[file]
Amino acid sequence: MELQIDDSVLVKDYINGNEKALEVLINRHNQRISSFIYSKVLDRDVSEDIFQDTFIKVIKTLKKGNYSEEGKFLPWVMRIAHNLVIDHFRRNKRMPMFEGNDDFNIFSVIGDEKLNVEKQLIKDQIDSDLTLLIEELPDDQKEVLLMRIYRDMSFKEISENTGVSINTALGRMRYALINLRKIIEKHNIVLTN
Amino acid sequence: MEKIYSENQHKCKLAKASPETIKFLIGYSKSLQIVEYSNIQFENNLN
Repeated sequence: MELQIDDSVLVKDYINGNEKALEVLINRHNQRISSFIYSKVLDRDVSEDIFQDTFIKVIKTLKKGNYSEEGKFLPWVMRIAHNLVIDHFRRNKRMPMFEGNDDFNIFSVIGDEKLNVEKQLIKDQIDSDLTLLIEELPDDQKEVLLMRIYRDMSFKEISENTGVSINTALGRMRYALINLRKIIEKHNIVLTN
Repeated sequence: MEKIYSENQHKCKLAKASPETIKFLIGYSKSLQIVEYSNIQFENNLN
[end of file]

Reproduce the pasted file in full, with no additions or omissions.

Amino acid sequence: MELQIDDSVLVKDYINGNEKALEVLINRHNQRISSFIYSKVLDRDVSEDIFQDTFIKVIKTLKKGNYSEEGKFLPWVMRIAHNLVIDHFRRNKRMPMFEGNDDFNIFSVIGDEKLNVEKQLIKDQIDSDLTLLIEELPDDQKEVLLMRIYRDMSFKEISENTGVSINTALGRMRYALINLRKIIEKHNIVLTN
Amino acid sequence: MEKIYSENQHKCKLAKASPETIKFLIGYSKSLQIVEYSNIQFENNLN
Repeated sequence: MELQIDDSVLVKDYINGNEKALEVLINRHNQRISSFIYSKVLDRDVSEDIFQDTFIKVIKTLKKGNYSEEGKFLPWVMRIAHNLVIDHFRRNKRMPMFEGNDDFNIFSVIGDEKLNVEKQLIKDQIDSDLTLLIEELPDDQKEVLLMRIYRDMSFKEISENTGVSINTALGRMRYALINLRKIIEKHNIVLTN
Repeated sequence: MEKIYSENQHKCKLAKASPETIKFLIGYSKSLQIVEYSNIQFENNLN